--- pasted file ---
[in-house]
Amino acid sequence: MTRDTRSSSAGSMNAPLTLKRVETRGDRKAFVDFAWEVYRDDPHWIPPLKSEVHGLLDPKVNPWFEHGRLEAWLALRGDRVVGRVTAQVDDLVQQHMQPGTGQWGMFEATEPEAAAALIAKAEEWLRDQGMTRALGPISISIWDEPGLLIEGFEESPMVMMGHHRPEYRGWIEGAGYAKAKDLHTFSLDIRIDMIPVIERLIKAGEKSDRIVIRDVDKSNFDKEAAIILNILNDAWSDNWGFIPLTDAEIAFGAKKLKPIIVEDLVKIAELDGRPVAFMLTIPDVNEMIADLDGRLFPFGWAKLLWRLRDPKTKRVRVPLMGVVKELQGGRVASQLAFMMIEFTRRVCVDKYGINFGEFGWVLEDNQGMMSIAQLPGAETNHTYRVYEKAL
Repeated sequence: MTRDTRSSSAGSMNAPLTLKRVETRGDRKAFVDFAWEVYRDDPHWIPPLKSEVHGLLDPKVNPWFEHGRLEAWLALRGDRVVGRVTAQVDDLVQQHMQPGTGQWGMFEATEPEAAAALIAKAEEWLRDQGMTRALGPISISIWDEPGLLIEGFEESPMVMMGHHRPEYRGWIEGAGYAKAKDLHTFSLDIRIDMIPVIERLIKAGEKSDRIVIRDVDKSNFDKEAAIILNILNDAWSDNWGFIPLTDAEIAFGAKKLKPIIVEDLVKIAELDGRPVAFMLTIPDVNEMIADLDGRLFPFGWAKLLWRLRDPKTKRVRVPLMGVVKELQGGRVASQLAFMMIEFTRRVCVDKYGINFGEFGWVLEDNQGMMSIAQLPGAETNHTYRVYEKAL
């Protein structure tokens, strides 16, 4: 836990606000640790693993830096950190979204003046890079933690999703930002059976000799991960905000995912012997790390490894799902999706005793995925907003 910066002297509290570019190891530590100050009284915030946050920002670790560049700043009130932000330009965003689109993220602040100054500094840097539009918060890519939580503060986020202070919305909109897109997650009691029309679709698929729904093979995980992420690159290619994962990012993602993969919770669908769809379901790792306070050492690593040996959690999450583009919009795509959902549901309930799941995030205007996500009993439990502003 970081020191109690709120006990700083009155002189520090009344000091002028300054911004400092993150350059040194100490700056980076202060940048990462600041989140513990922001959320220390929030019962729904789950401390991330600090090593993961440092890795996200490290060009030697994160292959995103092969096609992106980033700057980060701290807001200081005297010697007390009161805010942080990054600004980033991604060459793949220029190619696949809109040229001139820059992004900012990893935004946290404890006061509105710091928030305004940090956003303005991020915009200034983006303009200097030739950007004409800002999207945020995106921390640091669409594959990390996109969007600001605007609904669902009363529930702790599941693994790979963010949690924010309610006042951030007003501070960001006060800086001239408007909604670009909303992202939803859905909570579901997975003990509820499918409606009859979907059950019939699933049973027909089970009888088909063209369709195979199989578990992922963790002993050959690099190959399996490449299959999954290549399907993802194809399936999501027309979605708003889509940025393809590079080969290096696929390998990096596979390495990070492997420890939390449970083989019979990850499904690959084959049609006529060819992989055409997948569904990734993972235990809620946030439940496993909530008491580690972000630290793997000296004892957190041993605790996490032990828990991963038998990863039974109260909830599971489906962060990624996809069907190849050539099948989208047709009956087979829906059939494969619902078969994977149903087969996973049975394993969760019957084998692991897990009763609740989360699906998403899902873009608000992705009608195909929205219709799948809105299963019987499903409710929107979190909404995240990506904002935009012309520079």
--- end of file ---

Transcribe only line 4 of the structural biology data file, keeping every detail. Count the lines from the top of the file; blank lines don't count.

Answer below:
């Protein structure tokens, strides 16, 4: 836990606000640790693993830096950190979204003046890079933690999703930002059976000799991960905000995912012997790390490894799902999706005793995925907003 910066002297509290570019190891530590100050009284915030946050920002670790560049700043009130932000330009965003689109993220602040100054500094840097539009918060890519939580503060986020202070919305909109897109997650009691029309679709698929729904093979995980992420690159290619994962990012993602993969919770669908769809379901790792306070050492690593040996959690999450583009919009795509959902549901309930799941995030205007996500009993439990502003 970081020191109690709120006990700083009155002189520090009344000091002028300054911004400092993150350059040194100490700056980076202060940048990462600041989140513990922001959320220390929030019962729904789950401390991330600090090593993961440092890795996200490290060009030697994160292959995103092969096609992106980033700057980060701290807001200081005297010697007390009161805010942080990054600004980033991604060459793949220029190619696949809109040229001139820059992004900012990893935004946290404890006061509105710091928030305004940090956003303005991020915009200034983006303009200097030739950007004409800002999207945020995106921390640091669409594959990390996109969007600001605007609904669902009363529930702790599941693994790979963010949690924010309610006042951030007003501070960001006060800086001239408007909604670009909303992202939803859905909570579901997975003990509820499918409606009859979907059950019939699933049973027909089970009888088909063209369709195979199989578990992922963790002993050959690099190959399996490449299959999954290549399907993802194809399936999501027309979605708003889509940025393809590079080969290096696929390998990096596979390495990070492997420890939390449970083989019979990850499904690959084959049609006529060819992989055409997948569904990734993972235990809620946030439940496993909530008491580690972000630290793997000296004892957190041993605790996490032990828990991963038998990863039974109260909830599971489906962060990624996809069907190849050539099948989208047709009956087979829906059939494969619902078969994977149903087969996973049975394993969760019957084998692991897990009763609740989360699906998403899902873009608000992705009608195909929205219709799948809105299963019987499903409710929107979190909404995240990506904002935009012309520079």